|Project by FrankLad||posted 06-27-2013 05:24 PM||1949 views||6 times favorited||13 comments|
Hey, fellow woodworkers!
I recently completed my first cigar box guitar. The process was very enjoyable, and I hope to make several more! (It’s addicting!)
- Cigar box
Picked up a handful from a cigar shop for a few bucks each. They come in various shapes and sizes, which is part of the fun.
- NECK: 1×2” red oak Best to go with a long enough (3’) piece to run through the box for strength; to hold up under string tension.
- FRETBOARD: 1/4” walnut Had this laying around, but you can pick up 1/4” stock from Lowe’s (Though selection is likely limited to red oak, poplar, and pine.)
- BRIDGE/NUT: lignum vitae I’ve had a small chunk of lignum vitae for a few years. Very durable stuff. Bone can also be used, or you can simply go with a bolt or threaded rod. (Picture #4 shows the jig I used to rip a uniform piece with my pullsaw. Picture #5 shows the individual pieces with string notches.)
- Rivets (minus the shank) These will keep the strings from cutting into the wood. They also make things look a little neater.
Tools used: Handsaw (two-sided w/ crosscut and rip teeth), hand drill, sander, various grits.
For the electric components, I’m going with a basic 1/4” mono jack + piezo transducer + 500k potentiometer setup.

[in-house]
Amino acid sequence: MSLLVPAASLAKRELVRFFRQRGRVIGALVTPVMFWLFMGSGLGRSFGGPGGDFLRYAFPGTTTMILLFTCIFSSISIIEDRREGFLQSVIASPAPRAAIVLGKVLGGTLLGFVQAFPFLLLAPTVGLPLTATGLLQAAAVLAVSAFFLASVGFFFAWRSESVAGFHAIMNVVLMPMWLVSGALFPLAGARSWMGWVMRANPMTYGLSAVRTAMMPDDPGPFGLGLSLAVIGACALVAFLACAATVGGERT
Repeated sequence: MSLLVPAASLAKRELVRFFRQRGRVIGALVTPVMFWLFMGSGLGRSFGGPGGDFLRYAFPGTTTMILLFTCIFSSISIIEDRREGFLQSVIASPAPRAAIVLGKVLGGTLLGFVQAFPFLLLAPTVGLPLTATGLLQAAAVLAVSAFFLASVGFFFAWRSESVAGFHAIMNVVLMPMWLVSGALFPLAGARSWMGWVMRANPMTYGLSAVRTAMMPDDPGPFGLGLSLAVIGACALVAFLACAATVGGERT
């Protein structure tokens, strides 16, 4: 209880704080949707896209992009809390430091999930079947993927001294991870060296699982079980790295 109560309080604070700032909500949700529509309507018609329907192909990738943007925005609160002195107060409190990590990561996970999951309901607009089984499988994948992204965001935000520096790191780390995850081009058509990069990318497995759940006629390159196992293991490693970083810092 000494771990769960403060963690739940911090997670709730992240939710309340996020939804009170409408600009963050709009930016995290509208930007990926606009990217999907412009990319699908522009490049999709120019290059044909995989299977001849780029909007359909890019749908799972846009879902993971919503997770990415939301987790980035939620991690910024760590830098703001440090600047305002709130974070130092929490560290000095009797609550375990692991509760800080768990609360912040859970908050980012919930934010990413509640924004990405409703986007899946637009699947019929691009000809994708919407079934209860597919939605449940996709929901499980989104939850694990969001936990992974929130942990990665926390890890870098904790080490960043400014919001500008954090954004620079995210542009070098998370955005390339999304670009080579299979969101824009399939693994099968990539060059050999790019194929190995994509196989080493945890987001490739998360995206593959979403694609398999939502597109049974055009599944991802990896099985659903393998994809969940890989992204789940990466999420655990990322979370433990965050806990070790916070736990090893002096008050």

- To determine the fret spacing, I simply marked the locations on the fretboard using my son’s small guitar as a guide. Although fret calculators are readily available and you can make the guitar to your own custom scale length.
- I may go with a tailpiece on my next one, which simply means extending the red oak out through the bottom of the guitar. This way, I can string it up without having to open the box. (Though I still kinda prefer the look of a guitar w/o the tailpiece.) I’m also hoping to try one with an old small hinge to connect the strings.
- I used regular acoustic guitar strings, sizes .026, .036, .046.
- It’s tuned to “Open G” (G, D, g), fretless, with a high action for slide playing. I’m actually JUST learning how to play, so I’ve got a long way to go. But I really like the overall tone of the guitar, and I like having only three strings to worry about. ;)
-- Frank, Mississippi, Original Bentwood Rings - http://www.bentwoodrings.com